(Why) should America abandon Taiwan?

(Why) should America abandon Taiwan?

Taiwan’s upcoming elections on January 14th look set to be a close-run thing. In the presidential contest, incumbent Ma Ying-Jeou’s Kuomintang (KMT) is locked in a tight race with Tsai Ing-wen of the opposition Democratic Progressive Party (DPP). Less important than the policy specifics of who prevails is the spectacle of a lively, democratic election in a free Chinese society. Taiwanese may rightly fear China’s overweening military power and growing economic leverage. But it is rulers in Beijing who will watch nervously as citizens across the Taiwan Strait who look like them, speak their language, and share their culture freely and peacefully choose their leaders.

Unlike a senior Obama administration official — who last September used an interview with the Financial Times to inappropriately inject Washington into Taiwanese domestic politics by suggesting that the United States did not believe Tsai Ing-wen was ready to govern – most Shadow Government types presumably hold no position on who should win on January 14th. The election is an opportunity, however, to highlight a troubling argument in American foreign policy circles over whether Taiwan has become a strategic liability for the United States.

A gathering debate is underway in Washington over whether Taiwan is a spoiler, rather than a partner, in America’s Asia strategy as President Obama continues the efforts of Presidents Bush and Clinton to "pivot" towards the region.

The core of this argument assumes that relations between the United States and mainland China will define the 21st century — and that they should not be held hostage to the legacy of the civil war between Chinese Nationalists and Communists in the 1940s. Why should Washington risk its relationship with the rising superpower of 1.3 billion people over its ties to a small island nation of only 23 million, given the high military and economic stakes for the United States of a conflicted relationship with Beijing? In this view, China and America could enjoy a fruitful partnership if only the thorn in the side of the relationship posed by U.S. arms sales to Taiwan could be removed. Without arms sales, of course, Taiwan would have no choice but to rapidly accept the mainland’s terms for unification, irrespective of the views of the Taiwanese people.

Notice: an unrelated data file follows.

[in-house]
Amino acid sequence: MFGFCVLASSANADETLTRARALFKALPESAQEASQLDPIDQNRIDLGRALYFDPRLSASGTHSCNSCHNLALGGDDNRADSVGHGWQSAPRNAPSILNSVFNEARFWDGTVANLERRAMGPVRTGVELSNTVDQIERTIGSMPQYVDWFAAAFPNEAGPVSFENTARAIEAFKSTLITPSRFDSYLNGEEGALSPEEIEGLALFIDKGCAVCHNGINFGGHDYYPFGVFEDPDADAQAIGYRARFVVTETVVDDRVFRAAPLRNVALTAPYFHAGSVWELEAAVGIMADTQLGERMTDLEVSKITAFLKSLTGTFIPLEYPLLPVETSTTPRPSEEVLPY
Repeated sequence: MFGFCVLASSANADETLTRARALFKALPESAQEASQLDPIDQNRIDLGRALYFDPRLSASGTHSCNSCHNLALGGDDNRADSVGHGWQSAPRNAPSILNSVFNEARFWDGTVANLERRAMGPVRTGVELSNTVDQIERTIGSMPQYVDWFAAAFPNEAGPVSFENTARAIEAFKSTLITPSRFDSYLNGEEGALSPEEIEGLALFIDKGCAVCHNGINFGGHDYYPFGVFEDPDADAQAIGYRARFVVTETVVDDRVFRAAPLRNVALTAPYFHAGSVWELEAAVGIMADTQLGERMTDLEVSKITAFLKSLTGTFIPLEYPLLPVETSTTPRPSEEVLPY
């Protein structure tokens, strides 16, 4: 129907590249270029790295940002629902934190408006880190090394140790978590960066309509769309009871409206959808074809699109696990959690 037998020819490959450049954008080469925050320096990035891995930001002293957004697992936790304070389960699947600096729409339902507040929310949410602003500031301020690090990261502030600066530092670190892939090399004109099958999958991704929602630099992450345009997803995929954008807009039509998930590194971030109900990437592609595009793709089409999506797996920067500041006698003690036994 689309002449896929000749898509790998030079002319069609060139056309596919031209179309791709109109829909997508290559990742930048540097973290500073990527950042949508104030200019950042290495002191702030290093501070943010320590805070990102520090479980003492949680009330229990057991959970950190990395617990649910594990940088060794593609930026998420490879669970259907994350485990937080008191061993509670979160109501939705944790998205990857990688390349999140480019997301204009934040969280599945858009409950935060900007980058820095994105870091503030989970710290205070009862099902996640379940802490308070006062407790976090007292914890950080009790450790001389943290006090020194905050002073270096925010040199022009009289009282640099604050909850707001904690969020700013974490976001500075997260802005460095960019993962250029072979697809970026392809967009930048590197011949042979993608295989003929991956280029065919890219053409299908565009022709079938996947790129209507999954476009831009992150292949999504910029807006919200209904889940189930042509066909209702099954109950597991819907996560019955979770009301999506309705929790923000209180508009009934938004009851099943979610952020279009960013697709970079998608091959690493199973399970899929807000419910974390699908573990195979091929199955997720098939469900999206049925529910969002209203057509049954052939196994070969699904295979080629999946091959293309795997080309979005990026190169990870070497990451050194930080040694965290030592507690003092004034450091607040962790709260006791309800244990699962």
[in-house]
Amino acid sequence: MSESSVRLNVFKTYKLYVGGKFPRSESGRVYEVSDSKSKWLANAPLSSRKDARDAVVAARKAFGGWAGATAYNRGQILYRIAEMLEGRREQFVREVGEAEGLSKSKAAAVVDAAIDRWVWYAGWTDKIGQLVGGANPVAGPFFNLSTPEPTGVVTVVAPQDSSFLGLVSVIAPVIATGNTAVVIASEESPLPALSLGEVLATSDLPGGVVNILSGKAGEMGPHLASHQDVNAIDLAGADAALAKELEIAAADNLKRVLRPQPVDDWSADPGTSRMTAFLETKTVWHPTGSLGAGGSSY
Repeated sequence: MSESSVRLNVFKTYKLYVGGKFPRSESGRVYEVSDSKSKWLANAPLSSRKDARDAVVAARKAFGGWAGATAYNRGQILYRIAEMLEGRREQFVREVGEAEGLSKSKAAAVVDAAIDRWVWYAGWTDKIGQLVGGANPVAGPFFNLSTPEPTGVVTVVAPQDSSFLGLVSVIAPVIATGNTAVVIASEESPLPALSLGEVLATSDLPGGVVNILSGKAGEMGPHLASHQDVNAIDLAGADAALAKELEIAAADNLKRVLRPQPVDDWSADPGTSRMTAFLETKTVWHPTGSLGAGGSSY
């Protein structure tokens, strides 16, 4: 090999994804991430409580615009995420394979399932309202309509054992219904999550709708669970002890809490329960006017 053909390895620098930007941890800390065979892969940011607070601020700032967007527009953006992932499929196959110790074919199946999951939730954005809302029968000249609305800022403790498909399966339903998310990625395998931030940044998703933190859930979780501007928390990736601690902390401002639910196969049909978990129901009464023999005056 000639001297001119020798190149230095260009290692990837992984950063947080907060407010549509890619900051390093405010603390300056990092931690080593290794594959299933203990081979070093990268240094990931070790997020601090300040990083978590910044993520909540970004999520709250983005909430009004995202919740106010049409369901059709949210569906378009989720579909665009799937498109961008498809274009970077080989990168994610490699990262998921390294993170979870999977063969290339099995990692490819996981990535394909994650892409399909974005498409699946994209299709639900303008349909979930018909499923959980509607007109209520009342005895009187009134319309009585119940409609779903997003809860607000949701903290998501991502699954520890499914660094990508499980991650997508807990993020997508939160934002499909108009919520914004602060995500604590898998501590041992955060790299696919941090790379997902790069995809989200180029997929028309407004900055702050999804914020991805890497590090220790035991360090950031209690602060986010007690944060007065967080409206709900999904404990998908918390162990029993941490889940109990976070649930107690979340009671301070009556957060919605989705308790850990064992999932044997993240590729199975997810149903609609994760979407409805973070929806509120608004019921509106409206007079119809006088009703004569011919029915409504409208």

But arguments to let Taiwan go get strategy backwards. First, cutting off an old U.S. ally at a time of rising tensions with an assertive China might do less to appease Beijing than to encourage its hopes to bully the United States into a further retreat from its commitments in East Asia. Second, it would transform the calculus of old American allies, like South Korea and Australia, who might plausibly wonder whether the U.S. commitment to their security is as flexible as it was towards Taiwan.  

In particular, Japan, the United States’ most important ally in Asia, may have few viable strategic options to maintain an independent foreign policy without a free Taiwan. As China’s military power casts a growing shadow over its neighbors, Japan’s capacity to maintain strategic choice may hinge on Taiwan’s ability to retain autonomy from the mainland in ways that preclude a hostile China from projecting military power from Taiwan into the sea lanes that are the Japanese economy’s lifeline.

Third, abandoning Taiwan would upend the calculations of new U.S. partners like India and Vietnam, whose leaders have made a bet on U.S. staying power and the associated benefits of strengthening relations with America as a hedge against China. Fourth, such preemptive surrender would reinforce what remains more a psychological than a material reality of China emerging as a global superpower of America’s standing — which it is not and may never be. Finally, and most importantly, it would resurrect the ghosts of Munich and Yalta, where great powers decided the fate of lesser nations without reference to their interests – or the human consequences of offering them up to satisfy the appetites of predatory great powers.

Taiwan’s people may one day vote to reunify with (a politically liberalizing) China. The choice should be left to the Chinese and Taiwanese people, acting through legitimately elected leaders. That’s why Taiwan’s election this week — made possible by a regional security environment underwritten by the United States and its allies — is strategically significant, irrespective of who prevails.